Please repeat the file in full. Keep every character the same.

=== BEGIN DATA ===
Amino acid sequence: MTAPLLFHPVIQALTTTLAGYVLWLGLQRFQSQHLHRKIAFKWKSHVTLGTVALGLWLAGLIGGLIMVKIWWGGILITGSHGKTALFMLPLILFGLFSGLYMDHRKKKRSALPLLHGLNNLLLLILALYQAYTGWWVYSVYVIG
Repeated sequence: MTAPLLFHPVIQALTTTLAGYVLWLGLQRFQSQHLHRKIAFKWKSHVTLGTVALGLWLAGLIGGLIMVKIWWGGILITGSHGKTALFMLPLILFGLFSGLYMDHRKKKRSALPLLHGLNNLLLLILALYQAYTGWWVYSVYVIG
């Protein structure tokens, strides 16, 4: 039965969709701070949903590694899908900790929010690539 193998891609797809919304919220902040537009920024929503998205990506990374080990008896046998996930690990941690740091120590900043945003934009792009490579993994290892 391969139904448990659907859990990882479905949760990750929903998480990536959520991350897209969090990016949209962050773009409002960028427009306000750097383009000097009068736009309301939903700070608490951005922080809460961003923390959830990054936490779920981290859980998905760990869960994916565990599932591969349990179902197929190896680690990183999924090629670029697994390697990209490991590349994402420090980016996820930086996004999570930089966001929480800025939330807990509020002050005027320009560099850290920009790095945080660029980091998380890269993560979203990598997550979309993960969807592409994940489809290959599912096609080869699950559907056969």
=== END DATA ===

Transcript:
Amino acid sequence: MTAPLLFHPVIQALTTTLAGYVLWLGLQRFQSQHLHRKIAFKWKSHVTLGTVALGLWLAGLIGGLIMVKIWWGGILITGSHGKTALFMLPLILFGLFSGLYMDHRKKKRSALPLLHGLNNLLLLILALYQAYTGWWVYSVYVIG
Repeated sequence: MTAPLLFHPVIQALTTTLAGYVLWLGLQRFQSQHLHRKIAFKWKSHVTLGTVALGLWLAGLIGGLIMVKIWWGGILITGSHGKTALFMLPLILFGLFSGLYMDHRKKKRSALPLLHGLNNLLLLILALYQAYTGWWVYSVYVIG
């Protein structure tokens, strides 16, 4: 039965969709701070949903590694899908900790929010690539 193998891609797809919304919220902040537009920024929503998205990506990374080990008896046998996930690990941690740091120590900043945003934009792009490579993994290892 391969139904448990659907859990990882479905949760990750929903998480990536959520991350897209969090990016949209962050773009409002960028427009306000750097383009000097009068736009309301939903700070608490951005922080809460961003923390959830990054936490779920981290859980998905760990869960994916565990599932591969349990179902197929190896680690990183999924090629670029697994390697990209490991590349994402420090980016996820930086996004999570930089966001929480800025939330807990509020002050005027320009560099850290920009790095945080660029980091998380890269993560979203990598997550979309993960969807592409994940489809290959599912096609080869699950559907056969």